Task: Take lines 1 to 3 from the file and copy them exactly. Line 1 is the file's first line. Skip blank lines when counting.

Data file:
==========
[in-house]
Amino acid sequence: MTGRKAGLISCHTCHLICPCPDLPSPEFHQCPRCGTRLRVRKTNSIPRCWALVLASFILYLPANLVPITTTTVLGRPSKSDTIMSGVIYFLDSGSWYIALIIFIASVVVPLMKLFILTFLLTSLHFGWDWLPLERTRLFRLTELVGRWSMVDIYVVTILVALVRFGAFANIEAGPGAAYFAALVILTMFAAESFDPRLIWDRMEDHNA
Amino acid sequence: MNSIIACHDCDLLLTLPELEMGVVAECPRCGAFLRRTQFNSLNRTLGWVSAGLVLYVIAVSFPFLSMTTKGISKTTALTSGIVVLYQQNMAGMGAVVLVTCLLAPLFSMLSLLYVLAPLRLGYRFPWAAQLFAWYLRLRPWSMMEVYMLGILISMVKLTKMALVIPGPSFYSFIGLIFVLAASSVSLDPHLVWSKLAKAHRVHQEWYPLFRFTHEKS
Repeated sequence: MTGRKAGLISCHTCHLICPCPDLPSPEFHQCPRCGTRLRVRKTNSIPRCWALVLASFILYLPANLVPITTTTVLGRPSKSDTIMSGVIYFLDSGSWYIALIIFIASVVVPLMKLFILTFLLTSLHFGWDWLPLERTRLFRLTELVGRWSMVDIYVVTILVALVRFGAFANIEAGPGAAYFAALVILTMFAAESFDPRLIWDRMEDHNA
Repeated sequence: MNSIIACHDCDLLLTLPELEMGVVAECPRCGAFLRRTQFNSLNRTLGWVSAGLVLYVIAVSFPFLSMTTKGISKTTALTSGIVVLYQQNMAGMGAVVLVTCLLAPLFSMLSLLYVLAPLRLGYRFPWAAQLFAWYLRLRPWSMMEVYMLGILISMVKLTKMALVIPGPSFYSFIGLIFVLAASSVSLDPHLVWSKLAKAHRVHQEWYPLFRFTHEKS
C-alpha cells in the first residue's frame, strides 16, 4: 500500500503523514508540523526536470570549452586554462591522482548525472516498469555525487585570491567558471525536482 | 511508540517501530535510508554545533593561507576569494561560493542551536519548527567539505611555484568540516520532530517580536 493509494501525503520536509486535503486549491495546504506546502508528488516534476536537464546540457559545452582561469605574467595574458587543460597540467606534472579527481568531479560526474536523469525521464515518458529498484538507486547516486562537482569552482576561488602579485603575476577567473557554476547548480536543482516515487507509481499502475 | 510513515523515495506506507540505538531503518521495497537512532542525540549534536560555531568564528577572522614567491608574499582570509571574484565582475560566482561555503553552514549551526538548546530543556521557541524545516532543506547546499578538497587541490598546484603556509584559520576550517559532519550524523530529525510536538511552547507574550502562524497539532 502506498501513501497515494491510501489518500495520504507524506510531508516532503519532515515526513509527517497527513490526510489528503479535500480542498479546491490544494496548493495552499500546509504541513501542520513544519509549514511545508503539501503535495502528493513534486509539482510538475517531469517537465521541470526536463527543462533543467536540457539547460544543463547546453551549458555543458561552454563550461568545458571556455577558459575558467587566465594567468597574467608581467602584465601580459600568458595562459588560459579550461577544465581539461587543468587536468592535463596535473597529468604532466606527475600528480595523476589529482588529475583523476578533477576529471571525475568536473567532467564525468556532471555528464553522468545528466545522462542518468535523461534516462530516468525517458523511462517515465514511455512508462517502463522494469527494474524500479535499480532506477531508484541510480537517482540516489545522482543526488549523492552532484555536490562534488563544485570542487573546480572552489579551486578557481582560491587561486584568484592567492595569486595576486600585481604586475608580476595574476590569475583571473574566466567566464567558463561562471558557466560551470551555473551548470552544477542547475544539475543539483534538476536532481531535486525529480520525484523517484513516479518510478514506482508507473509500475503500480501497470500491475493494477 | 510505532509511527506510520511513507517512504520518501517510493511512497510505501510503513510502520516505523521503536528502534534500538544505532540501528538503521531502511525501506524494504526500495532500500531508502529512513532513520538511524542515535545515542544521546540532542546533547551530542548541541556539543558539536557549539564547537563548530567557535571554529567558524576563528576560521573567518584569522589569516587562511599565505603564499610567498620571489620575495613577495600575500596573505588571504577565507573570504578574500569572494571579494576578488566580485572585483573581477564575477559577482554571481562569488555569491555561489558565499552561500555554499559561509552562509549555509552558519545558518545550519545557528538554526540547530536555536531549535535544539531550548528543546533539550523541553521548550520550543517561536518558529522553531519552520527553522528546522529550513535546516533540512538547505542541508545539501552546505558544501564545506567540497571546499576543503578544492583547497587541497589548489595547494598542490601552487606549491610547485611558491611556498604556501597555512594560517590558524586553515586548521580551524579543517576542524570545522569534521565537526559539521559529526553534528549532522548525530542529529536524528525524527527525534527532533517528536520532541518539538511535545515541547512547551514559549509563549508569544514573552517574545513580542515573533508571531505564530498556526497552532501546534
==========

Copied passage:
[in-house]
Amino acid sequence: MTGRKAGLISCHTCHLICPCPDLPSPEFHQCPRCGTRLRVRKTNSIPRCWALVLASFILYLPANLVPITTTTVLGRPSKSDTIMSGVIYFLDSGSWYIALIIFIASVVVPLMKLFILTFLLTSLHFGWDWLPLERTRLFRLTELVGRWSMVDIYVVTILVALVRFGAFANIEAGPGAAYFAALVILTMFAAESFDPRLIWDRMEDHNA
Amino acid sequence: MNSIIACHDCDLLLTLPELEMGVVAECPRCGAFLRRTQFNSLNRTLGWVSAGLVLYVIAVSFPFLSMTTKGISKTTALTSGIVVLYQQNMAGMGAVVLVTCLLAPLFSMLSLLYVLAPLRLGYRFPWAAQLFAWYLRLRPWSMMEVYMLGILISMVKLTKMALVIPGPSFYSFIGLIFVLAASSVSLDPHLVWSKLAKAHRVHQEWYPLFRFTHEKS